65 years to the day after the bombing of Nagasaki on August 9, 1945, one has to ask still, why the Japanese clung so tenaciously to non-surrender, especially after such devastating military losses, fire-bombings of Tokyo and other large cities, and a nuclear blast that flattened Hiroshima 3 days earlier. 

Japan had a figure head emperor but had been slowly taken over by a military government.  The people were far removed and had been convinced that they must fight hand to hand, if necessary, to the death to protect their homeland and the Emperor.  Until the surrender, the Japanese people had never heard their Emperor’s voice. 

Why wasn’t the bomb on Hiroshima enough to make believers out of the Japanese government?  Common thought was that they thought the bomb was an anomaly.  They didn’t realize we had more.  Would we have dropped a third bomb on another city?  Did we even have more atomic bombs? 

Nagasaki was the last  nuclear weapon used by the United States in combat.  That’s really something to think about.  The big worry now is that rogue nations like Iran, with unstable dictators at the helm, will get hold of nuclear weapons and wreak havic on the the world.  Iran and North Korea both continue to threaten the more stable nations of the world with threats of nuclear holocaust.  There is also the fear that terrorist groups could obtain enough nuclear material to do significant damage. 

Many, many years later, the debate rages on about our moral complicity over the bombing of Hiroshima and Nagasaki.  I don’t believe there was complicity.  The American people had no idea about the Manhattan project.  The project was very compartmentalized so that even the people who worked directly on the bomb had no idea what the overall plan was.  Churchill knew about the bomb.  Stalin did not.  In fact, Truman didn’t know about the bomb until after he became president.  FDR had not advised his own vice president.  Many historians have argued that dropping the atomic bomb saved several million Japanese lives and over a million American lives. 

I am not sure I am ready to believe the projections about the saved lives.  However, in summer of 1945, my father was on the west coast of the United States, in all probability ready to be shipped out for the invasion of Japan. How do I feel about dropping an atomic weapon on a civilian population?  I am not  a fair person to ask.  I have a vested interest.  If it had not happened, I very well might not be a part of this conversation.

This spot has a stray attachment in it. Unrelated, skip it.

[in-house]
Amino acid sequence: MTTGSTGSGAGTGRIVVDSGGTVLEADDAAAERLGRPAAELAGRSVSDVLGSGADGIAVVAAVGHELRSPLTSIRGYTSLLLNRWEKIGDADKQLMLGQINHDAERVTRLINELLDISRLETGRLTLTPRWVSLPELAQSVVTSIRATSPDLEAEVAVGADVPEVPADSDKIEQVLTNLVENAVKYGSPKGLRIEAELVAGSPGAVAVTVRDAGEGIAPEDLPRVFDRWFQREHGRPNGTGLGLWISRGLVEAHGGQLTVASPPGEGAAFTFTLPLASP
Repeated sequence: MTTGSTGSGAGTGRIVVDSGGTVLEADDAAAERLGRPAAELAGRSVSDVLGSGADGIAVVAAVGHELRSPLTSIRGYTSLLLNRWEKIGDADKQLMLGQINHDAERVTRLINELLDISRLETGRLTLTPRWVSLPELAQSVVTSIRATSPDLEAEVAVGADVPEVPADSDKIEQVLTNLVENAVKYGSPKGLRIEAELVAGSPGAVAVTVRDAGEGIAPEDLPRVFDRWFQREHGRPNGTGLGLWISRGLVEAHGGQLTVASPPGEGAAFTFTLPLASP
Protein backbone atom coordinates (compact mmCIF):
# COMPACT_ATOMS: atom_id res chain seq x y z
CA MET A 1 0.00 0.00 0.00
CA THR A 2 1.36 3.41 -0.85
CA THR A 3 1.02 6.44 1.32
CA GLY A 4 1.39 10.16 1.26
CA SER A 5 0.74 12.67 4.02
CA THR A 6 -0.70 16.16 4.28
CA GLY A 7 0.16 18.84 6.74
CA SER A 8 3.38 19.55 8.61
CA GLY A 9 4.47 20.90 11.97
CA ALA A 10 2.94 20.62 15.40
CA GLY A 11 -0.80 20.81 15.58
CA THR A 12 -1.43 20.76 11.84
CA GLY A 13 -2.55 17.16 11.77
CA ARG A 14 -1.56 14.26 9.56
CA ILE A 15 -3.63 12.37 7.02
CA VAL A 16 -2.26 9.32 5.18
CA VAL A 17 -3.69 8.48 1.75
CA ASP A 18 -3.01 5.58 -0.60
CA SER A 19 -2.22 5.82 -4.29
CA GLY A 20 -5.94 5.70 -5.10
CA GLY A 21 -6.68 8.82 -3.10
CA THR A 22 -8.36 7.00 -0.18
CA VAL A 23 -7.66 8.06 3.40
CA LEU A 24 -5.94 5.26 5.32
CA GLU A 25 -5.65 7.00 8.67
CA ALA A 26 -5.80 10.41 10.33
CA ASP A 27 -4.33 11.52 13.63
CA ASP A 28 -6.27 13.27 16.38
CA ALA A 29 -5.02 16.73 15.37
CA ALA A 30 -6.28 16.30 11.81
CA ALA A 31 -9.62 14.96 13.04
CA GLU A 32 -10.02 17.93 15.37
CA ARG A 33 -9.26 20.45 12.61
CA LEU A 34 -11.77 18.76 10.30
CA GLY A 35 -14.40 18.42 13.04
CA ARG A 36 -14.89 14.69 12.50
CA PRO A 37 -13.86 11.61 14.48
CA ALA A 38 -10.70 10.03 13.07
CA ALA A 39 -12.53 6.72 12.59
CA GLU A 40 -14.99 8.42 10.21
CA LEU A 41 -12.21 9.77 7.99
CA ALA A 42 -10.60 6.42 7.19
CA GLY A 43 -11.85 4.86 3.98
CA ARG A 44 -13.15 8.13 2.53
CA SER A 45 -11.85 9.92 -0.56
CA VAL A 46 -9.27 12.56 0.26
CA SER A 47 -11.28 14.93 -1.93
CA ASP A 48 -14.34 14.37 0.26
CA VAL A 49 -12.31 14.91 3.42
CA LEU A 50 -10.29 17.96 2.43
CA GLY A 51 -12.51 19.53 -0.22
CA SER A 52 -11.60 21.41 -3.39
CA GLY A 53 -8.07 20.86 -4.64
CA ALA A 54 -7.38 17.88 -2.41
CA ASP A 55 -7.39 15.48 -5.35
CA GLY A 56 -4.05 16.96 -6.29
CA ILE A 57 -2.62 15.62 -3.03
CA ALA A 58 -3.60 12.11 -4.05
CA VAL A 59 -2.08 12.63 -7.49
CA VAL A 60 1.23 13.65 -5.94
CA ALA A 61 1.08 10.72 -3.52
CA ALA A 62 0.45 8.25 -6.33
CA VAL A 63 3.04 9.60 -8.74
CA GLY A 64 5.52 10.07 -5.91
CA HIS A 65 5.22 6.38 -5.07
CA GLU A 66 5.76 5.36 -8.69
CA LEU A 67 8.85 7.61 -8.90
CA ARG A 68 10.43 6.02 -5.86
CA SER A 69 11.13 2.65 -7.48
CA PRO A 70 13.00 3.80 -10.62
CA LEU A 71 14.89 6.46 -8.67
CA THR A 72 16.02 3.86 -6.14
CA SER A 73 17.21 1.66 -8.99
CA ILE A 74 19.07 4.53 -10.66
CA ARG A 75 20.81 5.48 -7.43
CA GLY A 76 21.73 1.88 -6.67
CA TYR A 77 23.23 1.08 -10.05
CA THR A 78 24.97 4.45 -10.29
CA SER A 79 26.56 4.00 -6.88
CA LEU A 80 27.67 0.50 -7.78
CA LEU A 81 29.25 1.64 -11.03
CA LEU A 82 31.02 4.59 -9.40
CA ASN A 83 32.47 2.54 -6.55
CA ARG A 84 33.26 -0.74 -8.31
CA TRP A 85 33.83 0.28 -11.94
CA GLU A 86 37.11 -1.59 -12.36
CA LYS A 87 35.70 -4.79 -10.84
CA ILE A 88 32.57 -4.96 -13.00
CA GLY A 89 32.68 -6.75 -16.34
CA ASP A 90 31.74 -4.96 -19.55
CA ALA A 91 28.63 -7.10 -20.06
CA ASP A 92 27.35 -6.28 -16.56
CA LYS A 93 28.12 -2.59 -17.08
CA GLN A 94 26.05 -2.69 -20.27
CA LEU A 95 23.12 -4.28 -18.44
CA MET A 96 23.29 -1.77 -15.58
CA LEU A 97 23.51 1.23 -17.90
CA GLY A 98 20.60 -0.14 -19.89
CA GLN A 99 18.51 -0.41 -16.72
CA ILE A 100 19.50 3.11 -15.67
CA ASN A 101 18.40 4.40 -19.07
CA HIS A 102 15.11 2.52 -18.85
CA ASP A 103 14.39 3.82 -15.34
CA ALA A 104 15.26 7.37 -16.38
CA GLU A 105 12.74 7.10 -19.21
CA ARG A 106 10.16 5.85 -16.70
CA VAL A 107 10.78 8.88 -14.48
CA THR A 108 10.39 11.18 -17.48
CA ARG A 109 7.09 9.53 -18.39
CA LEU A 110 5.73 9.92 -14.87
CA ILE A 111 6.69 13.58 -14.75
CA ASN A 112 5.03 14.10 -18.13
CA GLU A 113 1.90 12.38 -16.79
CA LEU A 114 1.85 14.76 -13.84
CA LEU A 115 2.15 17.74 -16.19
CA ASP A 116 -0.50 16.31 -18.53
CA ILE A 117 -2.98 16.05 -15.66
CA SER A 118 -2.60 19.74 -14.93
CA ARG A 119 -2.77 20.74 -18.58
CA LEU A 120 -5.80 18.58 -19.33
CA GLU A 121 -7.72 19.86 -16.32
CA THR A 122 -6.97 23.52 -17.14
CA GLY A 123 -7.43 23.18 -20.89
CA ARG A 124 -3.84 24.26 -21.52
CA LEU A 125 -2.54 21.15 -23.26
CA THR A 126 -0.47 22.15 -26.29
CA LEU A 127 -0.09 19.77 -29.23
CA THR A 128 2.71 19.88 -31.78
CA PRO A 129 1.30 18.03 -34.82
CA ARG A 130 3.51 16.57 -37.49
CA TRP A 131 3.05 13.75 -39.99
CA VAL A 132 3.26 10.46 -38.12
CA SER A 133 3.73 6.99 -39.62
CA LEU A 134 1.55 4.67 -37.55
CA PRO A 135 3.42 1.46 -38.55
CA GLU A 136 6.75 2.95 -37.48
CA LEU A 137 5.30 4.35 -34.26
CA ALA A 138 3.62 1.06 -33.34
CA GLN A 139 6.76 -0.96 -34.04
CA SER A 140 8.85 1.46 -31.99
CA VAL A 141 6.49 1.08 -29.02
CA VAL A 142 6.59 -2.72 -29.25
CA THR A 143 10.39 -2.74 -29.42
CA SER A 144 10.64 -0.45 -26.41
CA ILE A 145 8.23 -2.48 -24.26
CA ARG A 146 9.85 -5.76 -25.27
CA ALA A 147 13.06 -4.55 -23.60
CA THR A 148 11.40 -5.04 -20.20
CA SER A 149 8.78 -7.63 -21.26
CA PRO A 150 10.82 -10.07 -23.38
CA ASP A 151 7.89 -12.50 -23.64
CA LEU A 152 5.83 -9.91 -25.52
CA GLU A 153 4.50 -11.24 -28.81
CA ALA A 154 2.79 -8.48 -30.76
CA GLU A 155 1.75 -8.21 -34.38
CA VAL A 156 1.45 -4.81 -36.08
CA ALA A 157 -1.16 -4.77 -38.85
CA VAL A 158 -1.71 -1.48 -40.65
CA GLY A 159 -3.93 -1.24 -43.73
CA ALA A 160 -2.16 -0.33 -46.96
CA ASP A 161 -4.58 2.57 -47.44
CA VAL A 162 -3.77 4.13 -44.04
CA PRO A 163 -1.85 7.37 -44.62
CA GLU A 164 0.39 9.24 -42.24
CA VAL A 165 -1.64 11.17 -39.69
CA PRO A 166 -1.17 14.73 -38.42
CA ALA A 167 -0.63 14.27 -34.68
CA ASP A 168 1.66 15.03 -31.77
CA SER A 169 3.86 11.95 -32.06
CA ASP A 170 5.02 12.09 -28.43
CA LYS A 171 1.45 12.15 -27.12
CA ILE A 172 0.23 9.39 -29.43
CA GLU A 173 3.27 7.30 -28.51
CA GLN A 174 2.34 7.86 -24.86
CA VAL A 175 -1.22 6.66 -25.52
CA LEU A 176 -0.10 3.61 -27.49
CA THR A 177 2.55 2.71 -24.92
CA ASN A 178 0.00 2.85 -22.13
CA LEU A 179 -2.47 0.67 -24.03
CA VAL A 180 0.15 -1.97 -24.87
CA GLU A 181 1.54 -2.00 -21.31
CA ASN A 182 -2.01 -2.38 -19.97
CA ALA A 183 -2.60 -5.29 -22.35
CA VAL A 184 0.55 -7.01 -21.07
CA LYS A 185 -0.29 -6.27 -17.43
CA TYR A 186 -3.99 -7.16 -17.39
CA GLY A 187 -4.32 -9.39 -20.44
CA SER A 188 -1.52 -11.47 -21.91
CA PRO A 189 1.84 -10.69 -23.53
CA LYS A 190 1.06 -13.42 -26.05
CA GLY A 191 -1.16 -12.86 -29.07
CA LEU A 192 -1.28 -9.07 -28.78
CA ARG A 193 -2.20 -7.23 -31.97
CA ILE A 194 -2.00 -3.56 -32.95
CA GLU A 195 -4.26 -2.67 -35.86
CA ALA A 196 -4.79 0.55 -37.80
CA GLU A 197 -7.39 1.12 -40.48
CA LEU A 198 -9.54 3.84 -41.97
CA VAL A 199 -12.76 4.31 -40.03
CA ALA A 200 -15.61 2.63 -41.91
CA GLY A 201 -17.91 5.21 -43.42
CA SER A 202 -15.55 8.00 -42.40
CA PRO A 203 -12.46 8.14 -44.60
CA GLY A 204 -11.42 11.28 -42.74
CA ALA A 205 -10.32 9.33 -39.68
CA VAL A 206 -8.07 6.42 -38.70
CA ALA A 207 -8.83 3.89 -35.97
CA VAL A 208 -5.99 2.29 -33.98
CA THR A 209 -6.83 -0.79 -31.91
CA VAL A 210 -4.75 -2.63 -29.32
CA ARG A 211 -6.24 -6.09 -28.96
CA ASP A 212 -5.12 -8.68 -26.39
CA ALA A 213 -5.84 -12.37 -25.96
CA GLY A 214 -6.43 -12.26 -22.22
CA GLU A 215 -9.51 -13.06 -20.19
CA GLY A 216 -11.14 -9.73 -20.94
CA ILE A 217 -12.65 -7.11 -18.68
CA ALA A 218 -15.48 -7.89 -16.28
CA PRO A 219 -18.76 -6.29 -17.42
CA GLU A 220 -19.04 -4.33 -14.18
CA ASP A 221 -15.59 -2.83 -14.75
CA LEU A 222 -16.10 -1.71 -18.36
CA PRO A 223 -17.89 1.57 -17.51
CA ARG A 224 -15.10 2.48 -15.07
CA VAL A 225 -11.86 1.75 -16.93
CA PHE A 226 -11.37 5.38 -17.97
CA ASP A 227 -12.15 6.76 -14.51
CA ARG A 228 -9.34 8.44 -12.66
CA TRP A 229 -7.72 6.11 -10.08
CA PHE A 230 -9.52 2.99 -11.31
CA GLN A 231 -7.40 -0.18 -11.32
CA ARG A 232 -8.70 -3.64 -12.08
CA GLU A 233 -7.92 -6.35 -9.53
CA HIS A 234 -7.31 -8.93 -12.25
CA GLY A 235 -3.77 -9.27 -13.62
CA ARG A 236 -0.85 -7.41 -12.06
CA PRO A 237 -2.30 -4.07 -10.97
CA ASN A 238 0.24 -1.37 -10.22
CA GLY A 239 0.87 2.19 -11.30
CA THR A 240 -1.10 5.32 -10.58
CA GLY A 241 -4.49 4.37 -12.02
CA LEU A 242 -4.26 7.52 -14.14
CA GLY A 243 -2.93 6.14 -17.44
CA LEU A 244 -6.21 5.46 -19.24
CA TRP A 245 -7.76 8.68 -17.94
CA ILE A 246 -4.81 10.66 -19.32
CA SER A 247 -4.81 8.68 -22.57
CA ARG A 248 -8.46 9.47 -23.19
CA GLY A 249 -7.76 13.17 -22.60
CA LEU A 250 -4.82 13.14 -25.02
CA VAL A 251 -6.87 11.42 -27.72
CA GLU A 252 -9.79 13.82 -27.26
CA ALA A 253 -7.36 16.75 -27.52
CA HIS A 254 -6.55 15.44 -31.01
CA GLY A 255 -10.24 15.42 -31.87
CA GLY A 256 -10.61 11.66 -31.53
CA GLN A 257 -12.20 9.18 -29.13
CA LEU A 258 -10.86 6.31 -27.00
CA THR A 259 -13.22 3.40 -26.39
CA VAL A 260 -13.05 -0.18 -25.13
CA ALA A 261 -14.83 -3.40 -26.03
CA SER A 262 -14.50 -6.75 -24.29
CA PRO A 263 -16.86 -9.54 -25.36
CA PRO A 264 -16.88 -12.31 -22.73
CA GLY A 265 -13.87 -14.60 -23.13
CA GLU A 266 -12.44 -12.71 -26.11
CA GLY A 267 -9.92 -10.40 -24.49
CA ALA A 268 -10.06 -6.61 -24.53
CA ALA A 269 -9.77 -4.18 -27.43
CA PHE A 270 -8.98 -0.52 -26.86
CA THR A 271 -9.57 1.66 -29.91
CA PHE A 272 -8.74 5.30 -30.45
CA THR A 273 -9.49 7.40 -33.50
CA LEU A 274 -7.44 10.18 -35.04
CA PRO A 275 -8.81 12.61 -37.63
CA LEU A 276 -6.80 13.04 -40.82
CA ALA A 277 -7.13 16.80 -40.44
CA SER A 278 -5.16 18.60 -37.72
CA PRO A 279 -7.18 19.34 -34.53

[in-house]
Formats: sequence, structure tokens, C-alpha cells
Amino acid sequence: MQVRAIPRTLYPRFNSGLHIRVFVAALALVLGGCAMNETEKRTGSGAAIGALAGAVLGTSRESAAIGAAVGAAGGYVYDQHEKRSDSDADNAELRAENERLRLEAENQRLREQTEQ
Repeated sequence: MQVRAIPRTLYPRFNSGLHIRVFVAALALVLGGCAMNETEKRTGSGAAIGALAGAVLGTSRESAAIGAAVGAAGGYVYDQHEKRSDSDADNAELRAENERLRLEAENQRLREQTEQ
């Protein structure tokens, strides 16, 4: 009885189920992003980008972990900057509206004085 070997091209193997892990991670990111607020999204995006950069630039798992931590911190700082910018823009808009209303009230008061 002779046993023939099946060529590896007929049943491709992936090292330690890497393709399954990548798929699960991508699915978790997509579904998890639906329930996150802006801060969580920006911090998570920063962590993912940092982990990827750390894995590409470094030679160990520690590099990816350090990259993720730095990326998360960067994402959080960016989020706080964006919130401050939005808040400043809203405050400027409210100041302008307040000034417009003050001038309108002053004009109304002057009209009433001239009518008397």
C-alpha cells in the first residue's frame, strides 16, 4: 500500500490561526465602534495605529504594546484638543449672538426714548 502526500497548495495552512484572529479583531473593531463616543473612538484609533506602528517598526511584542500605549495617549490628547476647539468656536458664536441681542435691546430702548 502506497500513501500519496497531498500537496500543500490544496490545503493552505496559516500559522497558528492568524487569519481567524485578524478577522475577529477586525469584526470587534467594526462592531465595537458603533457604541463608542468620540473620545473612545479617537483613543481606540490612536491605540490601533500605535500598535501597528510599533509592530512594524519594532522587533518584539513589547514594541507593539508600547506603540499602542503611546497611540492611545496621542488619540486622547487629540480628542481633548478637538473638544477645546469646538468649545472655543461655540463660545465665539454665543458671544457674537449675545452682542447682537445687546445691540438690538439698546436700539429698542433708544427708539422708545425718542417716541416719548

Nagaskai today
Nagaskai today

4 Thoughts to “Post Nuclear World-65 years after Nagasaki”

  1. People who come to this blog obviously aren’t much on tradition or the guys who made it possible for them to speak freely….

  2. marinm

    I wrote a paper about the use of the bomb in Japan. I was ‘for’ it. And, I wasn’t for it after I was against it. 😉

  3. I see both sides. After reading about the firebombings, I am not so sure one is worse than the other as far as dying by it. Environmentally, one is much worse–the nuclear one.

  4. George S. Harris

    Why did they continue to fight? Well, to understand this you must first be Japanese living in pre-WWII Japan, then you must understand Bushido. Then you must understand the Shinto concept of the Sun God and the Emperor. Then maybe, just maybe, you will begin to understand why the Japanese fought so fiercely.

    I am perfectly willing to accept the casualty figures–we’re pretty good at that and we had had plenty of experience with the Japanese by the time we were ready to invade the homeland. In addition, look at what happened to civilians on some of the islands we captured. They committed suicide rather than surrender–they had been so brainwashed that many thought they would be eaten by the Americans. Some 10,000 civilians committed suicide on Saipan following a message from Emperor Hirohito encouraging this.

    Was dropping the bombs the right thing to do? No doubt in my mind. Who know how long the war would have gone on if we hadn’t? And the loss of a million more Americans–well you add up the “cost”. And remember–we didn’t ask the Japanese to bomb Pearl Harbor.

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